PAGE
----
To get a sense of who is truly in control of BSR Real Estate Investment Trust (TSE:HOM.UN), it is important to understand the ownership structure of the business. And the group that holds the biggest piece of the pie are individual investors with 67% ownership. That is, the group stands to benefit the most if the stock rises (or lose the most if there is a downturn).
Meanwhile, institutions make up 17% of the company’s shareholders. Insiders often own a large chunk of younger, smaller, companies while huge companies tend to have institutions as shareholders.
Let’s delve deeper into each type of owner of BSR Real Estate Investment Trust, beginning with the chart below.
View our latest analysis for BSR Real Estate Investment Trust
What Does The Institutional Ownership Tell Us About BSR Real Estate Investment Trust?
Institutions typically measure themselves against a benchmark when reporting to their own investors, so they often become more enthusiastic about a stock once it’s included in a major index. We would expect most companies to have some institutions on the register, especially if they are growing.
As you can see, institutional investors have a fair amount of stake in BSR Real Estate Investment Trust. This can indicate that the company has a certain degree of credibility in the investment community. However, it is best to be wary of relying on the supposed validation that comes with institutional investors. They too, get it wrong sometimes. When multiple institutions own a stock, there’s always a risk that they are in a ‘crowded trade’. When such a trade goes wrong, multiple parties may compete to sell stock fast. This risk is higher in a company without a history of growth. You can see BSR Real Estate Investment Trust’s historic earnings and revenue below, but keep in mind there’s always more to the story.
Our data indicates that hedge funds own 5.3% of BSR Real Estate Investment Trust. That catches my attention because hedge funds sometimes try to influence management, or bring about changes that will create near term value for shareholders. From our data, we infer that the largest shareholder is John Bailey (who also holds the title of Senior Key Executive) with 6.2% of shares outstanding. Its usually considered a good sign when insiders own a significant number of shares in the company, and in this case, we’re glad to see a company insider play the role of a key stakeholder. Meanwhile, the second and third largest shareholders, hold 5.3% and 3.2%, of the shares outstanding, respectively.
Our studies suggest that the top 25 shareholders collectively control less than half of the company’s shares, meaning that the company’s shares are widely disseminated and there is no dominant shareholder.
While studying institutional ownership for a company can add value to your research, it is also a good practice to research analyst recommendations to get a deeper understand of a stock’s expected performance. There are a reasonable number of analysts covering the stock, so it might be useful to find out their aggregate view on the future.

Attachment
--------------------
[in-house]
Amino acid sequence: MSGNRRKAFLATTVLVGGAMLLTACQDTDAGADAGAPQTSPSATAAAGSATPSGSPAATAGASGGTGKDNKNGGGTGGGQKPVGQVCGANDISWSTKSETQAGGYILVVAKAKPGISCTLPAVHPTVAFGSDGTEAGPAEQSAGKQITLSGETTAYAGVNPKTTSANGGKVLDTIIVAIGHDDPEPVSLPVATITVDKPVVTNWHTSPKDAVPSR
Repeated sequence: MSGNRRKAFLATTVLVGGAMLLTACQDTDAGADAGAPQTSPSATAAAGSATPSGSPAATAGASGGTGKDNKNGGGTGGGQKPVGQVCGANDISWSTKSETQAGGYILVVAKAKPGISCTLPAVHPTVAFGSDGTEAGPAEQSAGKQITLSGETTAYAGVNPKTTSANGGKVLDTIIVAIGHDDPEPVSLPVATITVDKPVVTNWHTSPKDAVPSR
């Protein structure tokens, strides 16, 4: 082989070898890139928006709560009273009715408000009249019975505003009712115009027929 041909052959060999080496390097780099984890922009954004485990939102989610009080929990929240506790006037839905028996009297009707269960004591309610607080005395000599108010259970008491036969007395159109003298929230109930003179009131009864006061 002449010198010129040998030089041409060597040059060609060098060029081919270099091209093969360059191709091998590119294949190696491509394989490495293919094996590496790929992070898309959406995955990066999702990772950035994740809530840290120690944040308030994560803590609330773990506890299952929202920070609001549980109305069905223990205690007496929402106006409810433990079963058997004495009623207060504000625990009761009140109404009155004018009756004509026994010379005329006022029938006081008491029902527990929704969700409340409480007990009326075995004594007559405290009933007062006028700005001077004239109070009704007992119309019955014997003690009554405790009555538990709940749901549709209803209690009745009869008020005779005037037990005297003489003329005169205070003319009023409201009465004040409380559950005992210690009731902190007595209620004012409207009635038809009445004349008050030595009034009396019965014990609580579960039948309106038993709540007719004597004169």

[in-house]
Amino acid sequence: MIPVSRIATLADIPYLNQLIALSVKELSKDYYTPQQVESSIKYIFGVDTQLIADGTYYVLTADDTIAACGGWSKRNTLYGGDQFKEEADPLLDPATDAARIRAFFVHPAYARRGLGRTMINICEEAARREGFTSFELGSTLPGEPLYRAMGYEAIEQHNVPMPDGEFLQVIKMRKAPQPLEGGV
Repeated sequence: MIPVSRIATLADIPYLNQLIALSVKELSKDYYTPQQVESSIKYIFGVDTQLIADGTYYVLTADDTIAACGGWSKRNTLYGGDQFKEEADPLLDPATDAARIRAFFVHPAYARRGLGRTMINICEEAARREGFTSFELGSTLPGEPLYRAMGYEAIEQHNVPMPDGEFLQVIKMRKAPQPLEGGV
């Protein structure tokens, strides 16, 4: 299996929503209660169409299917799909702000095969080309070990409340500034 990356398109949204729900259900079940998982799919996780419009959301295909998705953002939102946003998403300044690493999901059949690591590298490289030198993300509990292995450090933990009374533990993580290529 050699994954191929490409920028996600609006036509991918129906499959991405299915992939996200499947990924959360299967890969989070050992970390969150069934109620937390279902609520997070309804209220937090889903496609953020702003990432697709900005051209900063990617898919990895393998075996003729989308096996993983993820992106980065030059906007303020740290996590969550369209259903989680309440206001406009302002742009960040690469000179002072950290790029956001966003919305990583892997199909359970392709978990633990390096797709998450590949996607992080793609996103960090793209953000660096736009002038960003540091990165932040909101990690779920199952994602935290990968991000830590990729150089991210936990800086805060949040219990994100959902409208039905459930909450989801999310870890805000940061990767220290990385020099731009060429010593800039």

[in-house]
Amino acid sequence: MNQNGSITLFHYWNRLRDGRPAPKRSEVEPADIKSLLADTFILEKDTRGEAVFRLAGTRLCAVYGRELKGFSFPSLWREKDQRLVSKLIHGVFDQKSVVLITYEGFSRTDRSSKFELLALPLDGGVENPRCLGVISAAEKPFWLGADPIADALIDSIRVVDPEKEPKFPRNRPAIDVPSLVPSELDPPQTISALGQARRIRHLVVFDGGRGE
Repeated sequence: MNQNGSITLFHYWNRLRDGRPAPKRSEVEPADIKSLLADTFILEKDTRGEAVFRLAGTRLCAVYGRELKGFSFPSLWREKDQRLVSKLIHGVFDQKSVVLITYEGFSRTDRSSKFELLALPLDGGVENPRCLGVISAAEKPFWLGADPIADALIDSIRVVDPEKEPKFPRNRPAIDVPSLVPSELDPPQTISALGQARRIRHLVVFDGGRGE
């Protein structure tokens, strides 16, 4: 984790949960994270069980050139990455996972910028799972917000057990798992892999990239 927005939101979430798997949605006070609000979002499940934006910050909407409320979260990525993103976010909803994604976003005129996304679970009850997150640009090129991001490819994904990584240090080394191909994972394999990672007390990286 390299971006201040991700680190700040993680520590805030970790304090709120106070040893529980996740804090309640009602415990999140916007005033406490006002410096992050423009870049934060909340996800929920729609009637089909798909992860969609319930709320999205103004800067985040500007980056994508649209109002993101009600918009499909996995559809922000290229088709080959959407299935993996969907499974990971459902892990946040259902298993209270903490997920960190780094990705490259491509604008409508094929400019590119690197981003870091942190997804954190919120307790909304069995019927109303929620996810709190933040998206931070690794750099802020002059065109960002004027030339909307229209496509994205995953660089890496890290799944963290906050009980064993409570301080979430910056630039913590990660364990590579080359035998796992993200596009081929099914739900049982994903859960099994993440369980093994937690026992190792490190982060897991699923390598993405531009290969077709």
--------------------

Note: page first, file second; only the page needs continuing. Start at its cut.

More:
Insider Ownership Of BSR Real Estate Investment Trust
The definition of an insider can differ slightly between different countries, but members of the board of directors always count. The company management answer to the board and the latter should represent the interests of shareholders. Notably, sometimes top-level managers are on the board themselves.
Most consider insider ownership a positive because it can indicate the board is well aligned with other shareholders. However, on some occasions too much power is concentrated within this group.
Shareholders would probably be interested to learn that insiders own shares in BSR Real Estate Investment Trust. As individuals, the insiders collectively own CA$88m worth of the CA$1.1b company. This shows at least some alignment. You can click here to see if those insiders have been buying or selling.
General Public Ownership
The general public, who are usually individual investors, hold a substantial 67% stake in BSR Real Estate Investment Trust, suggesting it is a fairly popular stock. This level of ownership gives investors from the wider public some power to sway key policy decisions such as board composition, executive compensation, and the dividend payout ratio.
While it is well worth considering the different groups that own a company, there are other factors that are even more important. For instance, we’ve identified 5 warning signs for BSR Real Estate Investment Trust (2 are potentially serious) that you should be aware of.
If you are like me, you may want to think about whether this company will grow or shrink. Luckily, you can check this free report showing analyst forecasts for its future.
NB: Figures in this article are calculated using data from the last twelve months, which refer to the 12-month period ending on the last date of the month the financial statement is dated. This may not be consistent with full year annual report figures.
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This article by Simply Wall St is general in nature. We provide commentary based on historical data and analyst forecasts only using an unbiased methodology and our articles are not intended to be financial advice. It does not constitute a recommendation to buy or sell any stock, and does not take account of your objectives, or your financial situation. We aim to bring you long-term focused analysis driven by fundamental data. Note that our analysis may not factor in the latest price-sensitive company announcements or qualitative material. Simply Wall St has no position in any stocks mentioned.
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